Antibodies from cows may provide protection from Mycobacterium avium subsp. paratuberculosis


Paratuberculosis is an infectious disease caused by a mycobacteria that affects ruminants worldwide. The control of this disease is challenging, due to the limitations of the available diagnostic methods to detect subclinical infection and the impossibility of vaccinating animals with existing vaccines, which generate interference with the main tools for the control of tuberculosis in cattle. Infection occurs mainly at an early age and through the oral route, by consumption of infected or contaminated colostrum/milk.

Figure 1: Level of MAP presence detected by microscopy and Ziehl-Neelsen staining in loops inoculated with different Ab pools. Images A-D show MAP load found at mucosa level in each tissue section (400X). Image D’ shows MAP in more detail (600X; MAP + AbMAP treatment). A, MAP + PBS; B, MAP + AbHealthy; C, MAP + AbLAM; D, MAP + AbMAP.

In this work it is hypothesized that the invasion of  MAP at the portal entry in the presence of specific antibodies can affect the course of infection (Figure 1). To corroborate this hypothesis a model of calves ileal loops was used, with surgical inoculation of MAP, in the presence of antibodies from clinically infected or healthy cattle. Considering previous results of the group in which beneficial effects of antibodies directed against LAM and p34, antigens exposed on the surface of MAP, were detected, treatment with antibodies from cattle immunized with these antigens were also included. The bacterial presence in the tissue, after 3.5 hs of infection, was evaluated by microscopy – Ziehl Nielsen staining and by culture. The type and degree of tissue lesion produced by the infection in the different treatments was also analyzed.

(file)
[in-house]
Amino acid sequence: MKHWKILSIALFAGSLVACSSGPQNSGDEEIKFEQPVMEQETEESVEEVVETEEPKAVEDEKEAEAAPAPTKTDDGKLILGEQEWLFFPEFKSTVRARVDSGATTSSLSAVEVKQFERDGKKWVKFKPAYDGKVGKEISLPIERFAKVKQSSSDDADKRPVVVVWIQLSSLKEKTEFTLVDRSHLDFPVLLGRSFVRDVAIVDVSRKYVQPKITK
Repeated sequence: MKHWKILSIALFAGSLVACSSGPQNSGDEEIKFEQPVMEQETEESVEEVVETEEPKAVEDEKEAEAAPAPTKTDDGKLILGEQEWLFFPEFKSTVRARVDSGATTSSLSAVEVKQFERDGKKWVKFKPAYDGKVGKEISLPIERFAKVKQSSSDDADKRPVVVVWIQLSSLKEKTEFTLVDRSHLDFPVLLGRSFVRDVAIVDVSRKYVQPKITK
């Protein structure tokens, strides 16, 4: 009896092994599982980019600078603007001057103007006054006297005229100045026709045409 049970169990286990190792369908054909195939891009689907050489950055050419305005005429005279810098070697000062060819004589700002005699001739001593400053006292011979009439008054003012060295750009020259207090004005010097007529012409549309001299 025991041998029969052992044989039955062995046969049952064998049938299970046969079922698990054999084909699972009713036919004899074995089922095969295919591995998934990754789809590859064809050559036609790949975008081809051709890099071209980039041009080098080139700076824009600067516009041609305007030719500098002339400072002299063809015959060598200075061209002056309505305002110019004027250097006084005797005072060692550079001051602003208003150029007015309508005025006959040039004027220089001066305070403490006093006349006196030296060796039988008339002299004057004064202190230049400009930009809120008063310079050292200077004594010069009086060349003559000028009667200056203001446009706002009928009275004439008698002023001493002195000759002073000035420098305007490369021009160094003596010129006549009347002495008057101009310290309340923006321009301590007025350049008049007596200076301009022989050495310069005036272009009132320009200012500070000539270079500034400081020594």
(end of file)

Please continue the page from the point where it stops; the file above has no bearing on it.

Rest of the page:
As a result, the significant reduction in the amount of bacteria recoverable from the tissue when the infection was performed in the presence of antibodies from infected cows, with respect to the other treatments, stands out. This result would suggest that the presence of high levels of specific antibodies in milk/colostrum could have a protective role of calves against paratuberculosis. The treatment that had the clearest effects on the level of bacterial invasion and associated lesions was that of antibodies originated from natural infection. It would be important to deepen this research, to further explore for antigens associated with the induction of active antibodies.

Potential correlations between findings in this ileal loop model and the biological role of specific antibodies during in vivo infection must be made cautiously. Nevertheless, these findings should be taken into account in the development of new immunoprophylactic strategies to improve the control of this disease in cattle.

Jolly A., et al., 2022. Antibodies from healthy or paratuberculosis infected cows have different effects on Mycobacterium avium subspecies paratuberculosis invasion in a calf ileal loop model. Veterinary Immunology and Immunopathology.

Summary by Giselle Ingratta

International Union of Immunological SocietiesUniversity of South AfricaInstitute of Infectious Disease and Molecular MedicineElizabeth Glazer Pediatric Aids Foundation